Wednesday, November 2, 2016

Good New/Bad News on Colorectal Cancer

Colorectal cancers remain the second leading cause of cancer deaths in the US, and the rate increases with age. But the incidence of these cancers in people over 50 - the longstanding age at which regular screenings are recommended - has been declining in recent years. This is unquestionably good news.

But - and here is the bad news - the incidence of colorectal cancers in people under 50 years old is increasing. And based on current trends, the numbers are expected to grow in coming years.

Researchers at MD Anderson Cancer Center examined data from nearly 400,000 patents who had been diagnosed with colorectal cancers and concluded that the increase in risk among younger adults is real, and is expected to increase for at least the next 14 years.

Even though the precise reason(s) for this trend are unclear, suspected causes include:

1. Skyrocketing obesity rates. People who are obese are at a higher risk for colorectal cancers than those at a normal weight. And Americans are becoming obese at younger and younger ages.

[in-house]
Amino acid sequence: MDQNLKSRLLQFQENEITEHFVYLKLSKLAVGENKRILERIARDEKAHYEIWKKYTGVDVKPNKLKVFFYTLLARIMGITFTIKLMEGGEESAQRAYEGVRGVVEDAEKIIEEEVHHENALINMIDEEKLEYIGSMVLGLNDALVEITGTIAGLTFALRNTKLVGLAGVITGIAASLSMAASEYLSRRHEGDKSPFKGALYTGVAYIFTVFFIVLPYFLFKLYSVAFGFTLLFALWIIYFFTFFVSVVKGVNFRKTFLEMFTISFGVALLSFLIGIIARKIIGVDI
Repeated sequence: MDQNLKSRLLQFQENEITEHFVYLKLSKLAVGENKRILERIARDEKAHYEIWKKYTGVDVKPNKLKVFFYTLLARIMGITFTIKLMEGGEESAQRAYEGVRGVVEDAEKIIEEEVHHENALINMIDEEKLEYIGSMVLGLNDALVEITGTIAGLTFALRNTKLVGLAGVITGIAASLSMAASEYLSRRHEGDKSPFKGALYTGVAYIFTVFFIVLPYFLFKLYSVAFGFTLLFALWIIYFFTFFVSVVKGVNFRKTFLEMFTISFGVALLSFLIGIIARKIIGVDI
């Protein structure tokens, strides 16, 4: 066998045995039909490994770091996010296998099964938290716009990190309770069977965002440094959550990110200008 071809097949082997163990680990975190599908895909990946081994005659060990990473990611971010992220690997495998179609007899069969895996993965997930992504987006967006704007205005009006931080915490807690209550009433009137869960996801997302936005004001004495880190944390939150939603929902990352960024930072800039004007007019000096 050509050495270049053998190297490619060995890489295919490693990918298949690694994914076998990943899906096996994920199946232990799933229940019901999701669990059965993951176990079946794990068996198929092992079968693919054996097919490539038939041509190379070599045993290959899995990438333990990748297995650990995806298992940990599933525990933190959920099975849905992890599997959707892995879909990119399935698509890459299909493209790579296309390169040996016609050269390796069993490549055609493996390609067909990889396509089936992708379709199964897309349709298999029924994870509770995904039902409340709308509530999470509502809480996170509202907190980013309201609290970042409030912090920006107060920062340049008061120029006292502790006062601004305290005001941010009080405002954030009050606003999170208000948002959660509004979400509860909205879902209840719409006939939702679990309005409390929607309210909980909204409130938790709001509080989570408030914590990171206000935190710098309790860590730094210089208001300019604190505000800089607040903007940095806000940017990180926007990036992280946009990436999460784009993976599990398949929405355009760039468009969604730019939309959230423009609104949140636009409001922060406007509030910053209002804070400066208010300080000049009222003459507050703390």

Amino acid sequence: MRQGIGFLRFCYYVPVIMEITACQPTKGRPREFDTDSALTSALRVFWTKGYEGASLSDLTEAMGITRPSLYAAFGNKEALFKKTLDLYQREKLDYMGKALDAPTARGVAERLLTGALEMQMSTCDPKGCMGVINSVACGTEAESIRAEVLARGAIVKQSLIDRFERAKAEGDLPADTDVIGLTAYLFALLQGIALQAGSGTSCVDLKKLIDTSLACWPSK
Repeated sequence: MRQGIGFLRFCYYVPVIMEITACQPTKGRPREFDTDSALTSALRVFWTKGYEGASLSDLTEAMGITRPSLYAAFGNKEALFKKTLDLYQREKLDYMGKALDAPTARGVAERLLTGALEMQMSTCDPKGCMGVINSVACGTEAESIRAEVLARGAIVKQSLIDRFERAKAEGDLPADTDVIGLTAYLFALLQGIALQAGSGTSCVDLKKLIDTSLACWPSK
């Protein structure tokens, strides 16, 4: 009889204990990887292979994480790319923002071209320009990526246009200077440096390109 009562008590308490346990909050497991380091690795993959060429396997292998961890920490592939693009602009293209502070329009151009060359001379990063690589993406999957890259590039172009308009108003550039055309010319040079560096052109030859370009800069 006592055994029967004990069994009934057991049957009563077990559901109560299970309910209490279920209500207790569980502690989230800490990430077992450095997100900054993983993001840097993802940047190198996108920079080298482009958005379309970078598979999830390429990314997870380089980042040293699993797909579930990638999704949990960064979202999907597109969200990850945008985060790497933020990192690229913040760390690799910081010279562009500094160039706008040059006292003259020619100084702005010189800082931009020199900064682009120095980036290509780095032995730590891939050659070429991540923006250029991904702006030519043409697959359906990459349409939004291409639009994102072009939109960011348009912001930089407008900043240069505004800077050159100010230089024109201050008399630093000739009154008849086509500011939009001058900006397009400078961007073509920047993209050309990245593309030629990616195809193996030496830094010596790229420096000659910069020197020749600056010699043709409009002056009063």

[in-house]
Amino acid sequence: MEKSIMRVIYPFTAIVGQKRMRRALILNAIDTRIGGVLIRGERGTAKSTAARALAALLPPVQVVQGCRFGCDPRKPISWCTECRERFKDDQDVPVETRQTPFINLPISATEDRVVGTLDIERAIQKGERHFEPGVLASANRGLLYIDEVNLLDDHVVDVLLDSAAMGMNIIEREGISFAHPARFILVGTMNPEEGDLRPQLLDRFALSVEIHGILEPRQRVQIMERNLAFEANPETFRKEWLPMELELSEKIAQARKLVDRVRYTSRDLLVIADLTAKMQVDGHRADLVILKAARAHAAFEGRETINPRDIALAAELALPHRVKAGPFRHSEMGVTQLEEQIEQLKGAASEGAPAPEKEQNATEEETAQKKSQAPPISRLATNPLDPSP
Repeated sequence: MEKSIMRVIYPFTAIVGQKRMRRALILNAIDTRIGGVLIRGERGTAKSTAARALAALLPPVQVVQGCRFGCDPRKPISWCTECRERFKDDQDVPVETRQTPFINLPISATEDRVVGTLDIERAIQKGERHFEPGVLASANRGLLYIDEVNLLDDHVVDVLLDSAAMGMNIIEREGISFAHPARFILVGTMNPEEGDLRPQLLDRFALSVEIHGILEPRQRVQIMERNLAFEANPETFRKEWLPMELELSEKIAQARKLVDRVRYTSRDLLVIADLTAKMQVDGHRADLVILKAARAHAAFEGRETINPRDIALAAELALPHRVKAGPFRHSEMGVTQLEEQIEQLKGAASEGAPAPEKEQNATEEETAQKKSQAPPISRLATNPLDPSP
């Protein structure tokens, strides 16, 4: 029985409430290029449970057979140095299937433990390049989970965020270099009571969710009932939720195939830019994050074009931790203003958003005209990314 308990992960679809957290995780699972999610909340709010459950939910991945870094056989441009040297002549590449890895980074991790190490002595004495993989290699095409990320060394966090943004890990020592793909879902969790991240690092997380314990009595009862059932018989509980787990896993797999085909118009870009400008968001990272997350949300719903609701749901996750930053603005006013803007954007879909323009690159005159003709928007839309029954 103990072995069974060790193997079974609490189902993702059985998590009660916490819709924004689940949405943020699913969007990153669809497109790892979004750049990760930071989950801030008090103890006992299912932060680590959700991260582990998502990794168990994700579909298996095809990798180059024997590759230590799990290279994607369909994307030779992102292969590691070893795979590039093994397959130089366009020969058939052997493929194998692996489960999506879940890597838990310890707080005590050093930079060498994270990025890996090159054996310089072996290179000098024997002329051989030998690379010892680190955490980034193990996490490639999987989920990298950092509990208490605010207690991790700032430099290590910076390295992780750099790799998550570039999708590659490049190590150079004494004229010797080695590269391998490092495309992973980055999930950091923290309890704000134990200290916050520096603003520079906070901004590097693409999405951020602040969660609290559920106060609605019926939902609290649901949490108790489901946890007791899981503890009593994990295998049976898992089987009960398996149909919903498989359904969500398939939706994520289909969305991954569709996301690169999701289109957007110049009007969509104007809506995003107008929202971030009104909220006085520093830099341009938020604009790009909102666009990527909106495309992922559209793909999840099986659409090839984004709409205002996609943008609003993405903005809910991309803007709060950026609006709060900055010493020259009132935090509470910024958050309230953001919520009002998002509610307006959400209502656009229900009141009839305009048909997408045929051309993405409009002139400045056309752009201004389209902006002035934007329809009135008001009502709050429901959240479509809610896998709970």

2. Stubbornly crappy diets. The SAD (Standard American Diet) - high in processed foods, fast food and saturated fats, and low in fiber rich plant foods - has been strongly linked to higher cancer rates. Low fiber diets, in particular, are associated with higher risk for colorectal cancers.

3. Lack of physical activity. It used to be called "lack of exercise". Now it is "lack of physical activity", aka, getting out of your chair. Physical activity lowers the risk of developing colorectal cancers and increases the survival rate of people who have them. Younger Americans are less active then previous generations.

So what is a concerned and prudent person to do? Discuss your specific risk factors with your doctor at your next annual physical. (You do have an annual physical right?) And in the meantime, be on the safe side and:

1. Eat Less.

2. Eat Better.

3. Move More.

Hmmmm. That's pretty much the same prescription for everything that ails us.